The Five Layer Casserole, below, is one I've made a few times. It is fun to put together. I've always used grated cheddar, rather than the Velveeta that the recipe calls for.
First layer: 1 1/2 lb. ground beef, browned and drained
Second layer: slices of raw potatoes
Third layer: slices of raw carrots
Fourth layer: slices of raw onion
Fifth layer: slices of velveeta cheese
Top with one can of cream of mushroom soup. Cover and bake for one hour at 350.
These Buttermilk Cookies are DIVINE!!!
1 cup white sugar
1 cup brown sugar
1 1/2 cups shortening
1 tablespoon vanilla
1 1/2 cups buttermilk
2 tsp. baking soda
4 cups flour
1 tsp. cream of tartar
1 tablespoon vinegar
Cream together sugars and shortening. Add eggs, vanilla, baking soda, buttermilk, and 2 cups flour. Mix well and add 2 cups flour, cream of tartar, and vinegar. Mix well. Drop onto baking sheet and bake at 350 until firm and lightly brown.
1/3 cup butter
1 1/2 teaspoon vanilla
3 cups powdered sugar
2 tablespoons milk
Blend butter and sugar. Stir in vanilla and milk. Beat until smooth.
I think it is safe to put my snowblower in its summer home, in the back corner of my garage.
Rochester is known for its Lilac Festival in Highland Park in the city. Yes, I love the lilacs - and there are hundreds of lilac bushes there, along with many other varieties of blooming plants. But, to be honest, I tend to avoid the festival. The vendors, the loud music, and the crowds take away from the beauty of the park, in my humble opinion!
But in my backyard, in the early morning, as I let the dogs out, the eastern sky is just turning shades of pale blue, pink, and dark blue. That is when I really appreciate my lilacs. In the afternoon, when I come home from work, and again let the dogs out, the sun is in the west and shining brilliantly against my lilac blooms!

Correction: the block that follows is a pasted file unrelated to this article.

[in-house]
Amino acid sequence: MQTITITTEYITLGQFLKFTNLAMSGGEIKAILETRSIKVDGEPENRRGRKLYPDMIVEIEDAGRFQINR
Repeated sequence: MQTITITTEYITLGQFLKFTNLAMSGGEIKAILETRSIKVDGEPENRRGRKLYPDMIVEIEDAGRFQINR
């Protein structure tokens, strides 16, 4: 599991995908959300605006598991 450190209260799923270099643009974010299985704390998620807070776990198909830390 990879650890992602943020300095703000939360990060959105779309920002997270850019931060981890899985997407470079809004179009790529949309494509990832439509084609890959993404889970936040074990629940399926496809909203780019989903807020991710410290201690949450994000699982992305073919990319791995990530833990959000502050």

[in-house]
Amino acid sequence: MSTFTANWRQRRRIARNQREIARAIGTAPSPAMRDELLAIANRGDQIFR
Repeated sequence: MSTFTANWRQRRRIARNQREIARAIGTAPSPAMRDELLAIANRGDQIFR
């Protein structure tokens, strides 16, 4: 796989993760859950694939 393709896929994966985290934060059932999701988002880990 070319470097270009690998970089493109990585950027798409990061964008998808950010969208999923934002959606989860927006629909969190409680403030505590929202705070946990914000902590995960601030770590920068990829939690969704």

Against the back fence, many years back, I planted hydrangeas. Right now the leaves are just coming out. In a few more weeks and into June these will be covered in huge white blooms. They slowly turn pink. All of these bushes, the lilacs and the hydrangeas tower over me, the lilacs must easily be ten feet tall and the hydrangeas, a good 7 or 8 feet tall.
Rarely do I read a non-fiction book that really grabs me to the point that I can't stop talking about it! Wild is one of those books.
This past week, my daughter-in-law and I went to hear the author speak here in Rochester. I don't think I moved the entire hour plus that she spoke.
Cheryl Strayed was a 26-year-old young woman from the school of hard knocks (some of her own doing, but most not) when she decided, on a whim, to hike the Pacific Crest Trail in 1995. She had no previous backpacking experience. Now I know a thing or two about backpacking, folks. In my younger years, I probably backpacked somewhere in the 300 to 400 mile range in a string of trips lasting from a weekend to several week-long journeys. My trips were in the Adirondacks of New York State, down in Pennsylvania and up into Vermont. Aside from that, I have done dozens and dozens of day hiking trips in the back woods. When I tell you that you don't decide to go hike 1000 miles on the PCT without a lot of previous experience, I know what I'm talking about! But that is just what Cheryl Strayed did.
So many times in reading her book, I screamed out loud, "NO, NO, DON'T DO THAT!" My dogs looked at me like they wondered what my problem was.
But this book is not just about a backpacking journey. No, it is much more than that. Cheryl's life was one long string of dysfunction. As a very young child, she watched her biological father viciously abuse her mother. She grew up in a very poor single parent home. Her mother remarried and her step-father was a good father to her. But then her mother developed cancer and died within 7 weeks of being diagnosed. That hit Cheryl really hard. She married a man she truly loved, yet she couldn't be faithful to him. Her family scattered after her mother's death and her marriage crumbled. Her world crumbled.